Security should not be separate from human rights. So said French President Emmanuel Macron during a meeting with his Egyptian counterpart Abdel al-Sisi in Cairo on January 28.

“Stability and durable peace go together with respect for individual dignity and the rule of law, and the search for stability cannot be dissociated from the question of human rights,” he said during a joint press conference with Sisi that was dominated by Egypt’s poor human rights record.

For his part, Sisi defended his administration’s actions. “Egypt does not advance through bloggers. It advances through the work, effort and perseverance of its sons,” he said.

As reported by FRANCE 24 online, Macron faced increasing criticism over his silence on Egypt’s human rights records, including a crackdown on a labour rights movement at an Egyptian Navy shipyard building battleships in partnership with a French company.

Following a meeting with Sisi shortly after his presidential election victory, Macron told reporters it was not up to him to “lecture” his Egyptian counterpart on human rights abuses.

Online, trade and military deals were expected to dominate the agenda as France has turned into the biggest supplier of arms to Egypt in recent years, reported FRANCE 24. Cairo has purchased French fighter planes, warships and a military satellite in a deal worth more than €1bn and Sisi’s administration signed a €5.2bn deal in 2015 for the purchase of Rafale fighter jets, missiles and a frigate.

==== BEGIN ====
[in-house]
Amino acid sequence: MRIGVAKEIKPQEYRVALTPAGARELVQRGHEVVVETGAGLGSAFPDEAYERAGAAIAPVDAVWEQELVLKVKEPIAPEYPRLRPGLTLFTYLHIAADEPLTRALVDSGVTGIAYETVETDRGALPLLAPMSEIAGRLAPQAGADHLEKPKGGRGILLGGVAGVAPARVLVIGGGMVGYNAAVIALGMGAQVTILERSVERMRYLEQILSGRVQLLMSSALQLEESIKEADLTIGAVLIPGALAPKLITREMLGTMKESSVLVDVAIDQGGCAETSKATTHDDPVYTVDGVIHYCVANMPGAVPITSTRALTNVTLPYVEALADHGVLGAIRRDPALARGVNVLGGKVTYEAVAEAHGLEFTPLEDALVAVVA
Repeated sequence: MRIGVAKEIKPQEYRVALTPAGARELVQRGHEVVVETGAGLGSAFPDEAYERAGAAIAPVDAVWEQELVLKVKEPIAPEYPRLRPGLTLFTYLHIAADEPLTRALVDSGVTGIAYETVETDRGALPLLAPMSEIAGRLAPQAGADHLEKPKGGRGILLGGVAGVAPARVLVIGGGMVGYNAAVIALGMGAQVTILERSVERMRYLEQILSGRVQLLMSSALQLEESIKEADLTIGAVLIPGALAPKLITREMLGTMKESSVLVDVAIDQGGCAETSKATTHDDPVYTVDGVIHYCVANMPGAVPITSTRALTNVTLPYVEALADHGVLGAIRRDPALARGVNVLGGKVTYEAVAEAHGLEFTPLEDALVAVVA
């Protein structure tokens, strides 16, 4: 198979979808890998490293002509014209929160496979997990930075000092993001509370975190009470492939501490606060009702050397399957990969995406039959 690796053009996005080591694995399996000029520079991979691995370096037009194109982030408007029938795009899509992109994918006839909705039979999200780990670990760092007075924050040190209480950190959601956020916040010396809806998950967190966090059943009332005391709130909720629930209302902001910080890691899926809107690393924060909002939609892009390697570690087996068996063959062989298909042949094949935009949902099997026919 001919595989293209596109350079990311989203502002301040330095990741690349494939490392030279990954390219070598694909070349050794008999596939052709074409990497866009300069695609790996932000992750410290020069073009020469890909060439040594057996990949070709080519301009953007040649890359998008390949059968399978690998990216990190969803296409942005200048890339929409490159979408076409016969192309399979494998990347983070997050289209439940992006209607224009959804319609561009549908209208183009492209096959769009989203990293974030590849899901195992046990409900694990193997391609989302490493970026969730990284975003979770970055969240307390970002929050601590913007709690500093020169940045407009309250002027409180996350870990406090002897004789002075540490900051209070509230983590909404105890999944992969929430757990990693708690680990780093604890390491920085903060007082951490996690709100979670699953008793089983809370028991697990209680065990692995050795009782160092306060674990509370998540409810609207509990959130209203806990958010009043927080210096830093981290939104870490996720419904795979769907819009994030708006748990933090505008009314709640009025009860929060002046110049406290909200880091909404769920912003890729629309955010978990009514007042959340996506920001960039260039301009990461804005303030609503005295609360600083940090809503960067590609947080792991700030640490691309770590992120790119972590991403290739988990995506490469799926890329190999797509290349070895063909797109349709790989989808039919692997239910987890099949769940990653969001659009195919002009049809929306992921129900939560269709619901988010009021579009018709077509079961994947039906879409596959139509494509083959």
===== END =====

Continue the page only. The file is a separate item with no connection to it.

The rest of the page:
Reporting from Cairo for FRANCE 24 shortly after the joint press conference, Ruth Michaelson noted that with the trade and military deals, there was “a lot of emphasis on the positive relations between the two countries, the place of Egypt in the region, the importance of Egypt for the situation in Libya, for example”, she said.

“But the most remarkable parts were that to have a foreign leader come to Egypt and to say quite publicly – he was very careful not to frame this as a criticism or an intrusion into Egyptian sovereignty – but he made it quite clear that he had placed demands on Sisi to improve Egypt’s human rights record and potentially even to free some political prisoners who are behind bars here in Egypt.”